Some say the role of art is to show us what is in the future by amplifying what we refuse to notice about the present. Idiocracy takes on this task by showing us what happens to a egalitarian, sex-obsessed, entertainment-besotted and distraction-oriented culture over five centuries.
Set in 2505, Idiocracy follows the story of two people chosen for a crionics experiment because they are average in intelligence, physical ability and motivation. Absolutely expendable in the present time, they spend a half-millennium in cryostasis and emerge into a changed world.
Following the long tradition of hyperbolic absurdist comedy, Idiocracy portrays the world in broad brush strokes and basic colors. It does this because if it got any subtler, we would recognize America 2015 A.D. in this mess. In the future, the Dunning-Kruger effect — by which the stupid are arrogantly confident and the intelligent timorously hesitant — leads to a population of morons.
In the future world, society is ruled by entertainment of the most Beavis and Butthead variety, constant sexual and masturbatory stimulus, and the type of consumer hell that was imagined by 1980s thrash bands. People are not only brick stupid, but hopelessly vapid, living in a constant flood of distractions while their world crumbles around them. Idiocracy amplifies present problems to their maximum: pollution, corruption, incompetence and apathy have become not just commonplace, but dominant.
The film shadows past stories on this topic, notably Brave New World. In that novel, eugenics — the science of managing the intelligence of offspring — was controlled by government to produce leaders, artisans and drones. In the idiocratic world all eugenics has been abandoned and people survive through the buildup of technology which manages the world for them, having grown too stupid to do more than press buttons. As in Demolition Man, which alludes to the Huxley book, future authorities depend on maintaining the appearance of order through the absence of conflict. Citizens are threatened by insane police, bribed with sex and money, and kept distracted by Roman empire style circuses with a technological edge.
What this film does well is to show us a vision of hell. It keeps this vision on the line between what we recognize and what we can imagine, but the allusions to our present world are too close to be ignored. The future culture represents a cross between pro-wrestling, redneck culture, barrio living and urban lifestyles. Consistently the lowest common denominator is revealed in everything. The future population seems to be mostly Hispanic and white, with relatively few African-Americans but a health number of people of indeterminate mixed origins. This fits the theme of this movie, which is taking America A.D. 2005 and exaggerating it to reveal the natural end result of the path it is on.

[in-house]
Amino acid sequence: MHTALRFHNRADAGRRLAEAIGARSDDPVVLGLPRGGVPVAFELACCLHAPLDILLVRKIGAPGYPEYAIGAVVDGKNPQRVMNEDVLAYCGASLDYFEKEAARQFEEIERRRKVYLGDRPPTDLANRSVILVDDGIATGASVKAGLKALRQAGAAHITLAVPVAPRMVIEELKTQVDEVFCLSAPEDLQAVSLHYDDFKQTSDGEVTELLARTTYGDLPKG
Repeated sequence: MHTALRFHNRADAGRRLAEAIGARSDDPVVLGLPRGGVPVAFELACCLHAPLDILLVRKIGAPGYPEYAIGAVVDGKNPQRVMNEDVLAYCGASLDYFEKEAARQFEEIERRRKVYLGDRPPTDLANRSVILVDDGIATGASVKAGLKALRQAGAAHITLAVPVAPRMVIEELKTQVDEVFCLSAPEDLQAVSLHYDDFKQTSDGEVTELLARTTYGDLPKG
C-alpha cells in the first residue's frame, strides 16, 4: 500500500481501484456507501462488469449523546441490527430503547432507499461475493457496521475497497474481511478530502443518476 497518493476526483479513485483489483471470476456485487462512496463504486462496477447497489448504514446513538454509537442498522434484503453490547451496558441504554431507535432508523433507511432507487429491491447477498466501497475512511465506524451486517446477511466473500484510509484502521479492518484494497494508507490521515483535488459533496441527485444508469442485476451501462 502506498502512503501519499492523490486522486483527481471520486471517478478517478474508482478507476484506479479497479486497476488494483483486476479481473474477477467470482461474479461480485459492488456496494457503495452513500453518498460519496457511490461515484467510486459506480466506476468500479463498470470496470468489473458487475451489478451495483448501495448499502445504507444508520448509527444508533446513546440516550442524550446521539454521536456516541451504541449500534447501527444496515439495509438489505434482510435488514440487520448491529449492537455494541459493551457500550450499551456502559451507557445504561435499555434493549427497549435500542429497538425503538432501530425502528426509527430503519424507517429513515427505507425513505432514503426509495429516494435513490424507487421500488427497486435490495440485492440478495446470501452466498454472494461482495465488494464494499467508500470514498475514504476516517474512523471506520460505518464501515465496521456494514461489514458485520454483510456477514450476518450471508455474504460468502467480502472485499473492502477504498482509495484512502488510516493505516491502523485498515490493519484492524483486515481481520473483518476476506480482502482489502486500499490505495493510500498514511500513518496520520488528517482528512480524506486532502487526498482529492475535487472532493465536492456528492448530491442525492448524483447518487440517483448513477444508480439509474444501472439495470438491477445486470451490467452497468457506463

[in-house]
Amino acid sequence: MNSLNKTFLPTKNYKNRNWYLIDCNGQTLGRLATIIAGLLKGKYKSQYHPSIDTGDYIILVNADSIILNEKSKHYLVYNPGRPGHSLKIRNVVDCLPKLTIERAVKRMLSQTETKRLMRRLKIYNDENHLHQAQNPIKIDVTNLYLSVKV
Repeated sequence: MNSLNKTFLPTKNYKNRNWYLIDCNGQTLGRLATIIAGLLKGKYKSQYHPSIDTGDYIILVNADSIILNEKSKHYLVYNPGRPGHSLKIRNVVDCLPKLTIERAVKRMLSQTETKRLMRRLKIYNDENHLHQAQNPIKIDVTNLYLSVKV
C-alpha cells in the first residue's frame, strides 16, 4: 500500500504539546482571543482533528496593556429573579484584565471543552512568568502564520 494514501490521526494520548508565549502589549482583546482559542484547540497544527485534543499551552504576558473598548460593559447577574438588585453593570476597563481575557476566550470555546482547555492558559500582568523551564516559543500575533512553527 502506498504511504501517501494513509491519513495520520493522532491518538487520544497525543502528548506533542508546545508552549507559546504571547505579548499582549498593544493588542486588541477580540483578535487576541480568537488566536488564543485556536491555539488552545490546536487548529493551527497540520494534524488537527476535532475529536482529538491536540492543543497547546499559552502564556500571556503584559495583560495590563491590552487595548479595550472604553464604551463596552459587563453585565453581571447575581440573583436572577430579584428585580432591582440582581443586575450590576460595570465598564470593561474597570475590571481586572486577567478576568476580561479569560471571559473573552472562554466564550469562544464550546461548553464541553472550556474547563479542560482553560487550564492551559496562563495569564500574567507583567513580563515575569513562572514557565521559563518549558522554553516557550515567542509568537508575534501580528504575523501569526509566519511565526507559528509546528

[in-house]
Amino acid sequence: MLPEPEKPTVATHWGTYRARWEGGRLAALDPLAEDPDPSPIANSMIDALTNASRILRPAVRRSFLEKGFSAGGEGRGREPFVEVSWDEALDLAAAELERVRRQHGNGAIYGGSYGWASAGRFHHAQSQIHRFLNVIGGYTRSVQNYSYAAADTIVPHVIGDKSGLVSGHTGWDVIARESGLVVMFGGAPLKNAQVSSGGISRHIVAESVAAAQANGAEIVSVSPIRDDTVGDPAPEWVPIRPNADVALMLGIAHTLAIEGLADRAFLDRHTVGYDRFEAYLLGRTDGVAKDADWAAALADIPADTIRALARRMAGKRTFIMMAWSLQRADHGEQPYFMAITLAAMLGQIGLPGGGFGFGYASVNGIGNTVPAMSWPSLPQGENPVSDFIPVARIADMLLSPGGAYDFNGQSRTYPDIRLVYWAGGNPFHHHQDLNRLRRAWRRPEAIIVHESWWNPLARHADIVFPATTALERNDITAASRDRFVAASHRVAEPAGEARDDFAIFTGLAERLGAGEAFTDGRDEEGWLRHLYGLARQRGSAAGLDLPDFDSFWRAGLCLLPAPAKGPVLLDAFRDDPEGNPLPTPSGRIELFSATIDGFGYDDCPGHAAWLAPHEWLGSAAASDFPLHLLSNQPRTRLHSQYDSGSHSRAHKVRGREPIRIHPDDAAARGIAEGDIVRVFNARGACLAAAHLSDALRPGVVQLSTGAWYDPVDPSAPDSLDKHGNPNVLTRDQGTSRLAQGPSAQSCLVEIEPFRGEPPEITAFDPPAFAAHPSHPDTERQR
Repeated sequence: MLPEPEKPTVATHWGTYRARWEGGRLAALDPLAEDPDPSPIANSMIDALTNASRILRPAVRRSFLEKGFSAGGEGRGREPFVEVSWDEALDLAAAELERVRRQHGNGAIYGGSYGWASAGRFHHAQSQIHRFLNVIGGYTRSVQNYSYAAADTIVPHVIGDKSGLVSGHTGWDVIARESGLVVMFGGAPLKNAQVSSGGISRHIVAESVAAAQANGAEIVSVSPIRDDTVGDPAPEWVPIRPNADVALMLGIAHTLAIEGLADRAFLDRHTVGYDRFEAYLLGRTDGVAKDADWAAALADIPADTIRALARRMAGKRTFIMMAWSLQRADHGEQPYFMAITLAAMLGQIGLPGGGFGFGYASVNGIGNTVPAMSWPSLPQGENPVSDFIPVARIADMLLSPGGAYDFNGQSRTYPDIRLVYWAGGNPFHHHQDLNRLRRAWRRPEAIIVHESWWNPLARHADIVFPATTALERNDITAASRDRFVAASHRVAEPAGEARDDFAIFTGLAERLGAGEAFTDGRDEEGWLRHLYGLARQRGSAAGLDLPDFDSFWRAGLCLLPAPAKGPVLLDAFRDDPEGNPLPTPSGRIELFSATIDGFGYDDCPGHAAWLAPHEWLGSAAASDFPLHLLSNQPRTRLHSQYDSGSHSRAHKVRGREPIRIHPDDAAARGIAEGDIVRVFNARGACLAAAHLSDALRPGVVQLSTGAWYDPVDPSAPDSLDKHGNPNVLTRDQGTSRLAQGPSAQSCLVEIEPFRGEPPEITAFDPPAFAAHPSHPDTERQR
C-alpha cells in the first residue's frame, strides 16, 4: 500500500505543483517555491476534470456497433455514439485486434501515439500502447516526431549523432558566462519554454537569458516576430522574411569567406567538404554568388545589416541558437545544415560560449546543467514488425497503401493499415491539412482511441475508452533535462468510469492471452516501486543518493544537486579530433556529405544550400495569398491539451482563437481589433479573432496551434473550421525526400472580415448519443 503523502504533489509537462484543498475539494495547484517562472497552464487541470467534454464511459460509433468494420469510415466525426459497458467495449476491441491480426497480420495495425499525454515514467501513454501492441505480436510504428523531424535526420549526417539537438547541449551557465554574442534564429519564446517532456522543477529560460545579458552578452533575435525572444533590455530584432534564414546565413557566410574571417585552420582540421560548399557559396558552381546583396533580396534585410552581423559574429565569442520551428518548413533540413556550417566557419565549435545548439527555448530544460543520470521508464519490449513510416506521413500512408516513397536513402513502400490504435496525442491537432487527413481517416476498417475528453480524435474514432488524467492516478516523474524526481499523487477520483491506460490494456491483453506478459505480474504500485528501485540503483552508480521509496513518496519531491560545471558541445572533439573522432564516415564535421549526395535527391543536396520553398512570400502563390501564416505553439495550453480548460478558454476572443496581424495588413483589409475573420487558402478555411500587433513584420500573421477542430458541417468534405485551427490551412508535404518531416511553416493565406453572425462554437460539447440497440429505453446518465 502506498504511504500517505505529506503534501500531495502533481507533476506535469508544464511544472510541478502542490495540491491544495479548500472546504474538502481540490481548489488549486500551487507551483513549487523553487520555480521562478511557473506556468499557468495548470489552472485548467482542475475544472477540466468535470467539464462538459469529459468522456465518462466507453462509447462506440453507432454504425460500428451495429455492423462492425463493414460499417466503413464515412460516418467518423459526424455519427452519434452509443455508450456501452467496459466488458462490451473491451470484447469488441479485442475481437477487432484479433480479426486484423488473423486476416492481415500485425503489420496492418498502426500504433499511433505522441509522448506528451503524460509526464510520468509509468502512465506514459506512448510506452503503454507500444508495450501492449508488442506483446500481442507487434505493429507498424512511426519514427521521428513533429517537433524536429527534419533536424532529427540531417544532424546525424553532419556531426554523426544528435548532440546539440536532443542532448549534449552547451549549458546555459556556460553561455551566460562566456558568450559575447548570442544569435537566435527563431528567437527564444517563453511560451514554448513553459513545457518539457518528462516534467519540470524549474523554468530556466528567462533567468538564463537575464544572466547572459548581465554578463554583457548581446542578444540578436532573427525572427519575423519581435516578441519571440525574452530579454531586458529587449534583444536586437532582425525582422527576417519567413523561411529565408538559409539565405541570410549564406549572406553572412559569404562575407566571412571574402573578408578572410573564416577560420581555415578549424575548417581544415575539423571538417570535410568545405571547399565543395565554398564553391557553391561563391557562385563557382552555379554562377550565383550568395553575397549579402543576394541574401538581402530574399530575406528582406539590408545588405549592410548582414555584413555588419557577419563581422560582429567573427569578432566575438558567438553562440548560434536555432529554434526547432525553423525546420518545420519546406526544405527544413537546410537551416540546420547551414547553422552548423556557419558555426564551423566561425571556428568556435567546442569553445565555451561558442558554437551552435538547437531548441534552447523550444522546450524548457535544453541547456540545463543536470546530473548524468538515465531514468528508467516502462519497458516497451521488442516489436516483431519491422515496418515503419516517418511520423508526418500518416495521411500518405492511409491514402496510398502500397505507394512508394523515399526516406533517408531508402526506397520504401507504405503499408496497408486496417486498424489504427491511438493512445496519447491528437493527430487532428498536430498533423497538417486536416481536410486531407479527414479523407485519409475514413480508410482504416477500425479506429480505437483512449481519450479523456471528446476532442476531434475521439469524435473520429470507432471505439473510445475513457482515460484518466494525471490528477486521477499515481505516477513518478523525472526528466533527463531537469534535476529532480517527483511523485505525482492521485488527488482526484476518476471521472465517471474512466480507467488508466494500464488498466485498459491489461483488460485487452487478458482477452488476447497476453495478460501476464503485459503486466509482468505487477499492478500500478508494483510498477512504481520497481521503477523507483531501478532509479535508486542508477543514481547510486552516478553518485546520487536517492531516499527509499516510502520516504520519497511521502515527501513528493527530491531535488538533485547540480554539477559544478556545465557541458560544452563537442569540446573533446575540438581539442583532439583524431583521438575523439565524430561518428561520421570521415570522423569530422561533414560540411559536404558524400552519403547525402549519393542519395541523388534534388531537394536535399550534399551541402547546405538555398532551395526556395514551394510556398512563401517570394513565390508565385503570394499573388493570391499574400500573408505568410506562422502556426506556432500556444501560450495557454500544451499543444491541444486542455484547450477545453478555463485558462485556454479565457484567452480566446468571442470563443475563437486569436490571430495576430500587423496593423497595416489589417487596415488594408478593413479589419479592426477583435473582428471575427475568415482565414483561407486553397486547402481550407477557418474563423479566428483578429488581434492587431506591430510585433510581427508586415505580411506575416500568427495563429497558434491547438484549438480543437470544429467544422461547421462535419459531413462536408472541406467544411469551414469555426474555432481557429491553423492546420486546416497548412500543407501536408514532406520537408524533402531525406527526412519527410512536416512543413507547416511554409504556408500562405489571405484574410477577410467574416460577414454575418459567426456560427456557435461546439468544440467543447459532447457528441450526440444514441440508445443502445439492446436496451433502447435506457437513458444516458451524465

In the intervening decade, the gap between reality and Idiocracy has narrowed to an alarming degree. What cannot be denied is that the future, like the present, is insufferable. People are fools, but if anyone smarter than they are arrives, they call him an idiot and metaphorically crucify him for their own entertainment. Arguing with them is like talking to people on the internet who cite Wikipedia and big media articles, but do not understand them, creating a kind of circular debate where the only people who understand it are in the minority and as a result are ignored. People lack awareness of anything more than their immediate needs in their immediate future, and have not only a lack of empathy but something worse than apathy, which is total obliviousness toward all consequences which cannot be immediately visualized. In Idiocracy, ignorance wins out over knowledge and intelligence every time, and the only way to get anything done is to lie to people and play to their superstitions and ignorance. It is a cynical and yet strikingly accurate view of the future.
Where this movie becomes difficult is that it is a cross between political polemic and cartoon, although it is not animated. There is no subtlety, no depth of character other than vague goodwill, and every scene exists to prove a point on the outline of an essay which might be titled Too Much of a Good Thing: How Humanity Won All Challenges and Atrophied Into Mental Retardation. The underlying pro-eugenics theme does not focus, as most of them do or movies such as Gattaca flirt with, on the production of superior beings so much as on the proliferation of average ones, and how that in turn induces average to consistently lower itself to avoid excluding anyone. The most crushing scene occurs when lead character Joe Bauers attempts to explain simple reality to a group of future-idiots, and is mocked for his trouble by those who rely on supposed “superior” knowledge.
I doubt this movie will find any fans in our established elites, for whom the idiots of this hypothetical — and it is best to put a big fat question mark next to that word — future seem like ideal constituents. Nor will it find many political supporters, since it avoids taking a side and instead points numbly and ardently at the elephant in the room. It is however most effective as a type of conditioning, in that after watching this movie the traits of people around in stand revealed in their full selfishness/narcissism, denial and manipulative distraction. For that reason, it fits within the metal worldview of seeing our society as a hugbox of denial of its own decline, and the rot coming from within and being masked by — not helped by — the rhetoric of peace, love, equality, subsidy and happiness which is the opiate of our fellow citizens as they zone out and wait to become idiots of the future.9 Comments
Tags: brave new world, dystopia, dystopian film, eugenics, genetics, horror film, idiocracy, joe bauers, science fiction